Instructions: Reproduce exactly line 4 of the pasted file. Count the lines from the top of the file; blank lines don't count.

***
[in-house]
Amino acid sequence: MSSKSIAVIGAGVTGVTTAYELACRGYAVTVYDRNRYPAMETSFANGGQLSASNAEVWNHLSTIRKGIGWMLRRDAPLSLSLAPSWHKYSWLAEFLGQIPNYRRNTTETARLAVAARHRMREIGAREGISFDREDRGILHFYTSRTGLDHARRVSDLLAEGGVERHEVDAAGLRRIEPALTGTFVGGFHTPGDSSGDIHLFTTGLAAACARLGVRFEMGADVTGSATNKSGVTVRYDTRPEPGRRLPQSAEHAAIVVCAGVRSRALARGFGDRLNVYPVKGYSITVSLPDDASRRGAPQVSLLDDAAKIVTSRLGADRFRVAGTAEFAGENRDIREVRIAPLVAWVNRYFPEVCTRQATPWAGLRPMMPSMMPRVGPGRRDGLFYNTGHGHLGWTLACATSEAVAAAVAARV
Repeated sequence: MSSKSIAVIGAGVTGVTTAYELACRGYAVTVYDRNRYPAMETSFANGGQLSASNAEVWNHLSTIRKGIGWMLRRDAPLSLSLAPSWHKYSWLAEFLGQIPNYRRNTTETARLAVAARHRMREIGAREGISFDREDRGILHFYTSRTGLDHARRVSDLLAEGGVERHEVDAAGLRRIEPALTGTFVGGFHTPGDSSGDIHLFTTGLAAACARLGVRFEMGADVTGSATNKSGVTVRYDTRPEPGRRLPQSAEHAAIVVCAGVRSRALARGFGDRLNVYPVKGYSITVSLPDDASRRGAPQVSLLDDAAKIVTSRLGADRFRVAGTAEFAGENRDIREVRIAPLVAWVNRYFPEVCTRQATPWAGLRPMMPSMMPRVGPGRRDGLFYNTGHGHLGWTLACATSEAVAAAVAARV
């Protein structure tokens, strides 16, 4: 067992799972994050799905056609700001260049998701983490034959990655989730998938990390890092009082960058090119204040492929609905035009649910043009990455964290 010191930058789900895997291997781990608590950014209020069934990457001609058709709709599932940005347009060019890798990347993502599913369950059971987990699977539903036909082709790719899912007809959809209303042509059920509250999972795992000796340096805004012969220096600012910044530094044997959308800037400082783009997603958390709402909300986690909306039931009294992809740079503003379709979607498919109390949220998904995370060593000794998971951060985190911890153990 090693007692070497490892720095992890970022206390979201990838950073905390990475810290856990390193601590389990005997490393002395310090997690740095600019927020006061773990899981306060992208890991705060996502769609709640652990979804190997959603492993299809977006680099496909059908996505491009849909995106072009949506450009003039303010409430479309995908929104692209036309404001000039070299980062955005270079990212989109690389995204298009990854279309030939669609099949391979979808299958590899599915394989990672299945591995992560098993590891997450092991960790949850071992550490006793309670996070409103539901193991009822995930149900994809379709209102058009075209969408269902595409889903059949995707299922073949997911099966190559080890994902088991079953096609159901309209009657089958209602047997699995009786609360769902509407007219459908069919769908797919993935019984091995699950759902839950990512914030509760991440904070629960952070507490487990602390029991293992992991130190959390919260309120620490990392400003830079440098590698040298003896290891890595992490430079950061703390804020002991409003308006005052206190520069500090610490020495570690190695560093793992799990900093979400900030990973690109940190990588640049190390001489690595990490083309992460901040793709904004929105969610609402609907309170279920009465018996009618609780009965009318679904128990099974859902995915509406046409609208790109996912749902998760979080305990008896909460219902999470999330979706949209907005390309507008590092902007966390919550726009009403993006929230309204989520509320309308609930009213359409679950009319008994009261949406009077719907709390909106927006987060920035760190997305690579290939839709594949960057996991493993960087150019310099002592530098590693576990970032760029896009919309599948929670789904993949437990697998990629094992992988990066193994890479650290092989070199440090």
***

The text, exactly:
């Protein structure tokens, strides 16, 4: 067992799972994050799905056609700001260049998701983490034959990655989730998938990390890092009082960058090119204040492929609905035009649910043009990455964290 010191930058789900895997291997781990608590950014209020069934990457001609058709709709599932940005347009060019890798990347993502599913369950059971987990699977539903036909082709790719899912007809959809209303042509059920509250999972795992000796340096805004012969220096600012910044530094044997959308800037400082783009997603958390709402909300986690909306039931009294992809740079503003379709979607498919109390949220998904995370060593000794998971951060985190911890153990 090693007692070497490892720095992890970022206390979201990838950073905390990475810290856990390193601590389990005997490393002395310090997690740095600019927020006061773990899981306060992208890991705060996502769609709640652990979804190997959603492993299809977006680099496909059908996505491009849909995106072009949506450009003039303010409430479309995908929104692209036309404001000039070299980062955005270079990212989109690389995204298009990854279309030939669609099949391979979808299958590899599915394989990672299945591995992560098993590891997450092991960790949850071992550490006793309670996070409103539901193991009822995930149900994809379709209102058009075209969408269902595409889903059949995707299922073949997911099966190559080890994902088991079953096609159901309209009657089958209602047997699995009786609360769902509407007219459908069919769908797919993935019984091995699950759902839950990512914030509760991440904070629960952070507490487990602390029991293992992991130190959390919260309120620490990392400003830079440098590698040298003896290891890595992490430079950061703390804020002991409003308006005052206190520069500090610490020495570690190695560093793992799990900093979400900030990973690109940190990588640049190390001489690595990490083309992460901040793709904004929105969610609402609907309170279920009465018996009618609780009965009318679904128990099974859902995915509406046409609208790109996912749902998760979080305990008896909460219902999470999330979706949209907005390309507008590092902007966390919550726009009403993006929230309204989520509320309308609930009213359409679950009319008994009261949406009077719907709390909106927006987060920035760190997305690579290939839709594949960057996991493993960087150019310099002592530098590693576990970032760029896009919309599948929670789904993949437990697998990629094992992988990066193994890479650290092989070199440090």